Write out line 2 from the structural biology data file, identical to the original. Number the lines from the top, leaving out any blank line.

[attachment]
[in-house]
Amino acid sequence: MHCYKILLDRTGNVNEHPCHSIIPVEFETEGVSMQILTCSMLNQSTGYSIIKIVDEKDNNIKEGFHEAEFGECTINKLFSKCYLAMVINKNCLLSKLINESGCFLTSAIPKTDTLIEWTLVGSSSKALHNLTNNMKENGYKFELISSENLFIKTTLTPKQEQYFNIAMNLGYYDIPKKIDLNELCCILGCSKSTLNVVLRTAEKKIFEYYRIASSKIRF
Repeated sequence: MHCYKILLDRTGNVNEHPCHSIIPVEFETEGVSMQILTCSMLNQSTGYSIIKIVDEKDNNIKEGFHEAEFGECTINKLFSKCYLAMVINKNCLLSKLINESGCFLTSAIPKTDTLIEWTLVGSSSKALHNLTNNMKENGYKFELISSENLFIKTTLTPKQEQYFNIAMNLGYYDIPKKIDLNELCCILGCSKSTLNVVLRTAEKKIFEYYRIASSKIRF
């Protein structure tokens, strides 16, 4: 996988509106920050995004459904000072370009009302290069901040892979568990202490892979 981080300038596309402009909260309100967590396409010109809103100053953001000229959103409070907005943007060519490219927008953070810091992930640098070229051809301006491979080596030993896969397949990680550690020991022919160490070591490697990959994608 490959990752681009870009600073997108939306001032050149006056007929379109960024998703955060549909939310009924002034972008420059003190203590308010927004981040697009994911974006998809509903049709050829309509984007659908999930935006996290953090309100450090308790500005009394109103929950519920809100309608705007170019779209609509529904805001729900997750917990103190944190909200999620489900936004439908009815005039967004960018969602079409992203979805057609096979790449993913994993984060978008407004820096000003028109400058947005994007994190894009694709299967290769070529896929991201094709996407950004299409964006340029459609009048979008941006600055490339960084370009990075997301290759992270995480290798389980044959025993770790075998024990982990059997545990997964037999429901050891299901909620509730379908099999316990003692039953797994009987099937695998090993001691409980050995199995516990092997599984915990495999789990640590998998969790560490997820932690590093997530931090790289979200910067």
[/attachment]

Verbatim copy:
Amino acid sequence: MHCYKILLDRTGNVNEHPCHSIIPVEFETEGVSMQILTCSMLNQSTGYSIIKIVDEKDNNIKEGFHEAEFGECTINKLFSKCYLAMVINKNCLLSKLINESGCFLTSAIPKTDTLIEWTLVGSSSKALHNLTNNMKENGYKFELISSENLFIKTTLTPKQEQYFNIAMNLGYYDIPKKIDLNELCCILGCSKSTLNVVLRTAEKKIFEYYRIASSKIRF